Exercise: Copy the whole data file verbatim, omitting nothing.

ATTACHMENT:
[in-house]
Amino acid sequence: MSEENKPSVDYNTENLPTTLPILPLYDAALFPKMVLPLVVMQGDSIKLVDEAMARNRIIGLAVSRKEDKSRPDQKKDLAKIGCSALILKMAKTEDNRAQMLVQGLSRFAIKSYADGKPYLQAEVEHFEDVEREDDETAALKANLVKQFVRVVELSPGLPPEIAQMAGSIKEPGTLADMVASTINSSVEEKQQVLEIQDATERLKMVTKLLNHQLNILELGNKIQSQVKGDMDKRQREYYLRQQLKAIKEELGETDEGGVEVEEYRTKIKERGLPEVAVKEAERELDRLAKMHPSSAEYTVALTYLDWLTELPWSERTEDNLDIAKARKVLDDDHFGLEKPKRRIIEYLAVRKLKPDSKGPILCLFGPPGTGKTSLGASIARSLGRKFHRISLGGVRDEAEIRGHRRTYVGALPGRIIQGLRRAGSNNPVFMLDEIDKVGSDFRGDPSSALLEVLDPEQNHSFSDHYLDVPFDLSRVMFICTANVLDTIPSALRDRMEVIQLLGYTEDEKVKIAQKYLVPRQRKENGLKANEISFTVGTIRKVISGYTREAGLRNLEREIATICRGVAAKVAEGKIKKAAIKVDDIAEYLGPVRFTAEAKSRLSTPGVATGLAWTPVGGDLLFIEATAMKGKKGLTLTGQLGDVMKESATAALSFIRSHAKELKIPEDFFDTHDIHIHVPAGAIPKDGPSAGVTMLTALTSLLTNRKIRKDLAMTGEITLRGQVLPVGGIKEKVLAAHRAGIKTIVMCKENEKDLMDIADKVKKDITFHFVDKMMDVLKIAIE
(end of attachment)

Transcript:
[in-house]
Amino acid sequence: MSEENKPSVDYNTENLPTTLPILPLYDAALFPKMVLPLVVMQGDSIKLVDEAMARNRIIGLAVSRKEDKSRPDQKKDLAKIGCSALILKMAKTEDNRAQMLVQGLSRFAIKSYADGKPYLQAEVEHFEDVEREDDETAALKANLVKQFVRVVELSPGLPPEIAQMAGSIKEPGTLADMVASTINSSVEEKQQVLEIQDATERLKMVTKLLNHQLNILELGNKIQSQVKGDMDKRQREYYLRQQLKAIKEELGETDEGGVEVEEYRTKIKERGLPEVAVKEAERELDRLAKMHPSSAEYTVALTYLDWLTELPWSERTEDNLDIAKARKVLDDDHFGLEKPKRRIIEYLAVRKLKPDSKGPILCLFGPPGTGKTSLGASIARSLGRKFHRISLGGVRDEAEIRGHRRTYVGALPGRIIQGLRRAGSNNPVFMLDEIDKVGSDFRGDPSSALLEVLDPEQNHSFSDHYLDVPFDLSRVMFICTANVLDTIPSALRDRMEVIQLLGYTEDEKVKIAQKYLVPRQRKENGLKANEISFTVGTIRKVISGYTREAGLRNLEREIATICRGVAAKVAEGKIKKAAIKVDDIAEYLGPVRFTAEAKSRLSTPGVATGLAWTPVGGDLLFIEATAMKGKKGLTLTGQLGDVMKESATAALSFIRSHAKELKIPEDFFDTHDIHIHVPAGAIPKDGPSAGVTMLTALTSLLTNRKIRKDLAMTGEITLRGQVLPVGGIKEKVLAAHRAGIKTIVMCKENEKDLMDIADKVKKDITFHFVDKMMDVLKIAIE